March 1, 2016: Journal of the American College of Cardiology
https://www.readbyqxmd.com/read/26214811/acute-pulmonary-embolism-network-and-multidisciplinary-response-team-approach-to-treatment
#15
Tyler L Bloomer, Eric J Thomassee, Pete P Fong
BACKGROUND: The ideal treatment strategy for acute pulmonary embolism (PE) remains a subject of debate. Treatment strategies vary based on numerous factors including the clinical scenario, hemodynamic variables, PE location, and personnel who are trained in advanced PE management therapies. METHODS: Similar to an acute myocardial infarction network, we created a regional referral system called the Acute PE Network to facilitate the transport of patients with PE from referring facilities and improve access to advanced therapies...
September 2015: Critical Pathways in Cardiology
https://www.readbyqxmd.com/read/25947348/pulmonary-embolism-response-teams
#16
Nosheen Reza, David M Dudzinski
Pulmonary embolism (PE) is a complex and multidimensional pathophysiology, the diagnosis and management of which spans multiple disciplines. The high morbidity and associated mortality of "massive" and "submassive" acute PE may require prompt, definitive management; however, current consensus guidelines in this domain are not supported by high-level evidence. Randomized clinical trials comparing available pharmacologic and invasive treatment modalities-including anticoagulation, thrombolysis, and embolectomy-have not been conducted and continue to be challenging to conceptualize, design, and execute...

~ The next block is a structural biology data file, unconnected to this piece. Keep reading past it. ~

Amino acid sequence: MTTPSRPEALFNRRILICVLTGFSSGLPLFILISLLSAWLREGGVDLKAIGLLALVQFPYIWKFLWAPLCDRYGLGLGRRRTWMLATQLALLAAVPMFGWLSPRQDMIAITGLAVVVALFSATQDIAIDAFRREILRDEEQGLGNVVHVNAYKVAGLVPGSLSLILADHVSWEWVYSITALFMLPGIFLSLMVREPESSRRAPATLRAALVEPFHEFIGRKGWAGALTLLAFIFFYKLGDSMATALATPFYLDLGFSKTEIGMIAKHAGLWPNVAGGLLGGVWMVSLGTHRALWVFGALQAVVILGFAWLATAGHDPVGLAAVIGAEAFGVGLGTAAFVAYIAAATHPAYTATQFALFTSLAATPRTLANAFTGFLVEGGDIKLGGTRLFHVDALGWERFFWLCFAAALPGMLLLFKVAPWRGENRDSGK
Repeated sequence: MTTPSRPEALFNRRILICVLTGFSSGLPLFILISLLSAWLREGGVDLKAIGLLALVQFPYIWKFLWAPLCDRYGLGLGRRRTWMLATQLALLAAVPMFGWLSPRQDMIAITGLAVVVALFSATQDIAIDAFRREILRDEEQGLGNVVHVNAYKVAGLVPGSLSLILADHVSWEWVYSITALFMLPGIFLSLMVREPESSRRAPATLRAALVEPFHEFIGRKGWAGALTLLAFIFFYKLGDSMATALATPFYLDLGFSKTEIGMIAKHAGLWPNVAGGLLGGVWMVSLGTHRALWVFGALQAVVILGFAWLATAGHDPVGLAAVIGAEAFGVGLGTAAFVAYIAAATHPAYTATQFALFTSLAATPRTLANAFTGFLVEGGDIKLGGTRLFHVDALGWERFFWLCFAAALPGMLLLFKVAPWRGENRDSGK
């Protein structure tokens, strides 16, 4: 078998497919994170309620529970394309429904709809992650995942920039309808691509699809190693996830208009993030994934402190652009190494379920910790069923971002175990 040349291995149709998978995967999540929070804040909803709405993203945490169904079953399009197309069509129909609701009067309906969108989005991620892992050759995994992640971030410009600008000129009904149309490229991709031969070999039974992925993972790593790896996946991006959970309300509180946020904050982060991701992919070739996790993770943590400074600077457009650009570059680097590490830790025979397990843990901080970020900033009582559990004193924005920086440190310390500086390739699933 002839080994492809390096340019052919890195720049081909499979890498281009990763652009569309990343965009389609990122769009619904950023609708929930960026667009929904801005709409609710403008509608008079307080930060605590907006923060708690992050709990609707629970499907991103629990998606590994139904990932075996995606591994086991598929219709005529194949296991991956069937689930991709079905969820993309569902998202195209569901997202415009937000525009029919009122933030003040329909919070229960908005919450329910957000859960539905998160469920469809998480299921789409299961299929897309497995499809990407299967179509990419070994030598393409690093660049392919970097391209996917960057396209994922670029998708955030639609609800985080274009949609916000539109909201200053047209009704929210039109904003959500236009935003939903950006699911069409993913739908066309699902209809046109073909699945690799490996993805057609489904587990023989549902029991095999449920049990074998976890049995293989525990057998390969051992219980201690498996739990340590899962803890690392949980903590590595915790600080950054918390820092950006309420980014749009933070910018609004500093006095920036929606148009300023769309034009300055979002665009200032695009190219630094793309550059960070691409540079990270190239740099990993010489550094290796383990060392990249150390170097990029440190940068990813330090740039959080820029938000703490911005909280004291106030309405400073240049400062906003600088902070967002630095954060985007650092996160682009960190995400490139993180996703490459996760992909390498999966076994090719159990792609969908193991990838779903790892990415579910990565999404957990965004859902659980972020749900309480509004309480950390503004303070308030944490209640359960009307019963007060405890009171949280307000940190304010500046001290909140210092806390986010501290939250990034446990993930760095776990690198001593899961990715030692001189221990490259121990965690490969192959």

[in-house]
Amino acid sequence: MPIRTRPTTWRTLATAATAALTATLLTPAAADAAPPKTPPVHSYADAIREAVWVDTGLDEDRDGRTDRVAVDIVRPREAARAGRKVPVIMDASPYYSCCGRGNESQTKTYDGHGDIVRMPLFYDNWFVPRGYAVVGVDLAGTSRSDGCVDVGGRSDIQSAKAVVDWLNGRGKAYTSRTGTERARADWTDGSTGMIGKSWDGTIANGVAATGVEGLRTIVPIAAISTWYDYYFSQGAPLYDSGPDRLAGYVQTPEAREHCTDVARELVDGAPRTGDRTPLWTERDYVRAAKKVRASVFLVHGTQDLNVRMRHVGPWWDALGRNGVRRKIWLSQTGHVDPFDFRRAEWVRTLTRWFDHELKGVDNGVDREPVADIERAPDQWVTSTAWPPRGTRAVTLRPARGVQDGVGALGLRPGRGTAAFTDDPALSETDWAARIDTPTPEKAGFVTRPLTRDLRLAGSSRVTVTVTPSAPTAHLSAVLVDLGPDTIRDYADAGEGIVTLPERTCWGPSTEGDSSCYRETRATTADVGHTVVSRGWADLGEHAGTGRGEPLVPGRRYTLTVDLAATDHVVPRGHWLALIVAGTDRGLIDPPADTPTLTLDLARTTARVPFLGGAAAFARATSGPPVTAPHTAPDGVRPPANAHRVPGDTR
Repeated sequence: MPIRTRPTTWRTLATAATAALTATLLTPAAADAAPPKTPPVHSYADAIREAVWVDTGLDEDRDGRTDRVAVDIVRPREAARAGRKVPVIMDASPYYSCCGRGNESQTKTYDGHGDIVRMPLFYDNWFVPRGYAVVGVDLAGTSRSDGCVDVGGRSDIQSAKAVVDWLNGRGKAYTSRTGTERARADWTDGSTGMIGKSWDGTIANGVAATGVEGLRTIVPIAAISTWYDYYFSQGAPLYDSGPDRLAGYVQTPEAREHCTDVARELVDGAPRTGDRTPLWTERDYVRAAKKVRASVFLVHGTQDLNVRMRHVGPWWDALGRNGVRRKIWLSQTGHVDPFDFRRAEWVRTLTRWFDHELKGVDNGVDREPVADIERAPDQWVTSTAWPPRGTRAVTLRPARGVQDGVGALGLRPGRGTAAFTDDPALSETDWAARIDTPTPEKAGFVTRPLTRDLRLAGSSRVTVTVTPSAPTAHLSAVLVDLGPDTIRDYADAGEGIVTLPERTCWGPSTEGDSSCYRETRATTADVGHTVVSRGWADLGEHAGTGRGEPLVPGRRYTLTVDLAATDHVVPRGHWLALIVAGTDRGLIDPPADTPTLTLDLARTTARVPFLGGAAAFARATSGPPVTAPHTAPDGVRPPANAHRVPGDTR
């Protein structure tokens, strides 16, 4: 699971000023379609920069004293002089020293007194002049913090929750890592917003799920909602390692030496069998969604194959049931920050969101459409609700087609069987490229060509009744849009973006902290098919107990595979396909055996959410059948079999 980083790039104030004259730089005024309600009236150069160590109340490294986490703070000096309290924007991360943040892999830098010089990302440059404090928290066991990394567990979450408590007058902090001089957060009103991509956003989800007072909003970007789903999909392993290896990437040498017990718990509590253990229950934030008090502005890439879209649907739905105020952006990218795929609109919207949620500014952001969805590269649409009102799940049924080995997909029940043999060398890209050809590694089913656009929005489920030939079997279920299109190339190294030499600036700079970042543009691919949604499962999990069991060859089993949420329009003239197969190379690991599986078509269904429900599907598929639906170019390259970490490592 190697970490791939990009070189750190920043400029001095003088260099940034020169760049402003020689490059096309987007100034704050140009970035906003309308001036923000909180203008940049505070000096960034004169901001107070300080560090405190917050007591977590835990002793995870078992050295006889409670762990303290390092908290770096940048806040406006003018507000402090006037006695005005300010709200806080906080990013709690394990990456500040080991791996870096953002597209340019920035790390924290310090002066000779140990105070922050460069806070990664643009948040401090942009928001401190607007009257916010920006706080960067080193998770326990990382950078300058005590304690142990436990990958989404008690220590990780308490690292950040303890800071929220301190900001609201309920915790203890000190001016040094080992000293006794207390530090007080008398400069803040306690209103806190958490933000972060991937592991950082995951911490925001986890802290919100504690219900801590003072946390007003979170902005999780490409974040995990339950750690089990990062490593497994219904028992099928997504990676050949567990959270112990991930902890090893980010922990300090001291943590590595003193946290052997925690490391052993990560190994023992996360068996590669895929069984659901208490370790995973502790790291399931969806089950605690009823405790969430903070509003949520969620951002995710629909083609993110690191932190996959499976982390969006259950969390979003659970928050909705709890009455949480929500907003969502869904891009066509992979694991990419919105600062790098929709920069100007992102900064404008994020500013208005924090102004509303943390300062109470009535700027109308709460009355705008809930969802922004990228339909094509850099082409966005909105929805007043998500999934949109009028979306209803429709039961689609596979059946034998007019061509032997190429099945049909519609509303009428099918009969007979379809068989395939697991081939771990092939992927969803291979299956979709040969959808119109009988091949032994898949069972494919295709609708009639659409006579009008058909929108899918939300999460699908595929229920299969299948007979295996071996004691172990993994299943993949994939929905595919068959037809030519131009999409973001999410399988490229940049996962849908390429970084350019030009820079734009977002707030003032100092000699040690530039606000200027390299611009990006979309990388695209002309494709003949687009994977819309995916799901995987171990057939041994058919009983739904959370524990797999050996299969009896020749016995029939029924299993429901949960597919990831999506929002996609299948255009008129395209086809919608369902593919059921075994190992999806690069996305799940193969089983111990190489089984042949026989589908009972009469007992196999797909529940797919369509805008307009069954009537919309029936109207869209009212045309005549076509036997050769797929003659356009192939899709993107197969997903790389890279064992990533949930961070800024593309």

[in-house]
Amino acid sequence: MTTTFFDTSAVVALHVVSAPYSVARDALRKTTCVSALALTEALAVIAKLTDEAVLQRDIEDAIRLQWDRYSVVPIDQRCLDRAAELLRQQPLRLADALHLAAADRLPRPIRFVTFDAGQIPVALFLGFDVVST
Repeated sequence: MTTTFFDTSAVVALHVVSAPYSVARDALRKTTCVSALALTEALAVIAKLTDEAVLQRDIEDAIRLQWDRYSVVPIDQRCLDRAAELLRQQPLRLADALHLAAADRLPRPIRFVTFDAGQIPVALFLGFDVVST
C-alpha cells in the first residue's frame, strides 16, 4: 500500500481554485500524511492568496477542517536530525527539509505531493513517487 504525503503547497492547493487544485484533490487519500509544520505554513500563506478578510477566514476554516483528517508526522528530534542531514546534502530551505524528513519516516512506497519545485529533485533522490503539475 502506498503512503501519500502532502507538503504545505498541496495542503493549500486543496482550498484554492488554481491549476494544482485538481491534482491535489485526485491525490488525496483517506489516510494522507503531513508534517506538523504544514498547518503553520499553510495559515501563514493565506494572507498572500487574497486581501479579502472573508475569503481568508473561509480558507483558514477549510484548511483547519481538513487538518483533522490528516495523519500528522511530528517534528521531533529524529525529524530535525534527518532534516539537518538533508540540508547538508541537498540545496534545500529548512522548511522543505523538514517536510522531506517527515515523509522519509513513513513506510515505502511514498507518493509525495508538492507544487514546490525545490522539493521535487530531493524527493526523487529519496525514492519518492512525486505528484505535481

June 2015: Current Treatment Options in Cardiovascular Medicine
https://www.readbyqxmd.com/read/25437222/computed-tomography-pulmonary-angiogram-as-a-result-of-medical-emergency-team-calls-a-5-year-retrospective-audit
#17
Manisa Ghani, Antony Tobin
OBJECTIVE: To determine the proportion of computed tomography pulmonary angiograms (CTPAs), performed after medical emergency team (MET) calls, that are positive for pulmonary embolism (PE), and whether there are useful clinical predictors of positive CTPA results. DESIGN: All patients from a tertiary referral hospital in Melbourne who had an MET response and an associated CTPA within 6 hours, from 2009 to 2013, were included. We reviewed medical records to assess indications for CTPA, including MET clinical triggers, time of day of the MET (implying the seniority of decision making), chest x-ray results and Wells scores as a clinical decision rule for PE...